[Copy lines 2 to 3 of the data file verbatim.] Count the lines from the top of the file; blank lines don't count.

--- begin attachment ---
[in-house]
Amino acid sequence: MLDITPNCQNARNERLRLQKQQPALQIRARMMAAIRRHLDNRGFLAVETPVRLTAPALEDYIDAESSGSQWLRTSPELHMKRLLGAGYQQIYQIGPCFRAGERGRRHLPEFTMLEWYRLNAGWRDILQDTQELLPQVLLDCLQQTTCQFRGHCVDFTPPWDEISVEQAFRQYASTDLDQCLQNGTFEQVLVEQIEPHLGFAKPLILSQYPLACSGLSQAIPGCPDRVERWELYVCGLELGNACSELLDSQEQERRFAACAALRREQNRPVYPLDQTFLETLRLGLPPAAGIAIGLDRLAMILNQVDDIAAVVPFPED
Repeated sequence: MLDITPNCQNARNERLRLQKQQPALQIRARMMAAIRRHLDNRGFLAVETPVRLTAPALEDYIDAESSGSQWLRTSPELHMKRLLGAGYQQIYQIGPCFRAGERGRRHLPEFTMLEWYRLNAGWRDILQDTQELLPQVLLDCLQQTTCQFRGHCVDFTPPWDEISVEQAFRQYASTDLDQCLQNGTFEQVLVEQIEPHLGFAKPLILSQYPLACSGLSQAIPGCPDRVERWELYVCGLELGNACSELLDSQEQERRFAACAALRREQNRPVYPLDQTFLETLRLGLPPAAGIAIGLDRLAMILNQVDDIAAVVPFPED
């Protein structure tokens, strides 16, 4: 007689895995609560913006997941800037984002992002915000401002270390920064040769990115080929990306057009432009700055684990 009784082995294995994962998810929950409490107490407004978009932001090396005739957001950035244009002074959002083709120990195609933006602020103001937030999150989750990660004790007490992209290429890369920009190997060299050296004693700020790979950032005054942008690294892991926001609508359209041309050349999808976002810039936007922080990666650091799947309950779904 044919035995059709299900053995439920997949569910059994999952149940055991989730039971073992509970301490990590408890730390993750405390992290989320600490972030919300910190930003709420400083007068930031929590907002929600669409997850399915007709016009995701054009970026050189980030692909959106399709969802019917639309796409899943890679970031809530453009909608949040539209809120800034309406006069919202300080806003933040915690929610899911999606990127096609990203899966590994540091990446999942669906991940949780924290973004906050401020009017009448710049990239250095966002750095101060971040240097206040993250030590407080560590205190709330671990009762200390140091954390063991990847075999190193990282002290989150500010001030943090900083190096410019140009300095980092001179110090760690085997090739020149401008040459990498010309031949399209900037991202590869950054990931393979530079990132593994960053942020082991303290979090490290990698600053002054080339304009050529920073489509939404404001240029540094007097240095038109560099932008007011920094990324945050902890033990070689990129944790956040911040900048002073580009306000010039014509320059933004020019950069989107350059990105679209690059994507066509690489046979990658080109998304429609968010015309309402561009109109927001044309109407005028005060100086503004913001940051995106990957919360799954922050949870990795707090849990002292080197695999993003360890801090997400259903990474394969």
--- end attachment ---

Amino acid sequence: MLDITPNCQNARNERLRLQKQQPALQIRARMMAAIRRHLDNRGFLAVETPVRLTAPALEDYIDAESSGSQWLRTSPELHMKRLLGAGYQQIYQIGPCFRAGERGRRHLPEFTMLEWYRLNAGWRDILQDTQELLPQVLLDCLQQTTCQFRGHCVDFTPPWDEISVEQAFRQYASTDLDQCLQNGTFEQVLVEQIEPHLGFAKPLILSQYPLACSGLSQAIPGCPDRVERWELYVCGLELGNACSELLDSQEQERRFAACAALRREQNRPVYPLDQTFLETLRLGLPPAAGIAIGLDRLAMILNQVDDIAAVVPFPED
Repeated sequence: MLDITPNCQNARNERLRLQKQQPALQIRARMMAAIRRHLDNRGFLAVETPVRLTAPALEDYIDAESSGSQWLRTSPELHMKRLLGAGYQQIYQIGPCFRAGERGRRHLPEFTMLEWYRLNAGWRDILQDTQELLPQVLLDCLQQTTCQFRGHCVDFTPPWDEISVEQAFRQYASTDLDQCLQNGTFEQVLVEQIEPHLGFAKPLILSQYPLACSGLSQAIPGCPDRVERWELYVCGLELGNACSELLDSQEQERRFAACAALRREQNRPVYPLDQTFLETLRLGLPPAAGIAIGLDRLAMILNQVDDIAAVVPFPED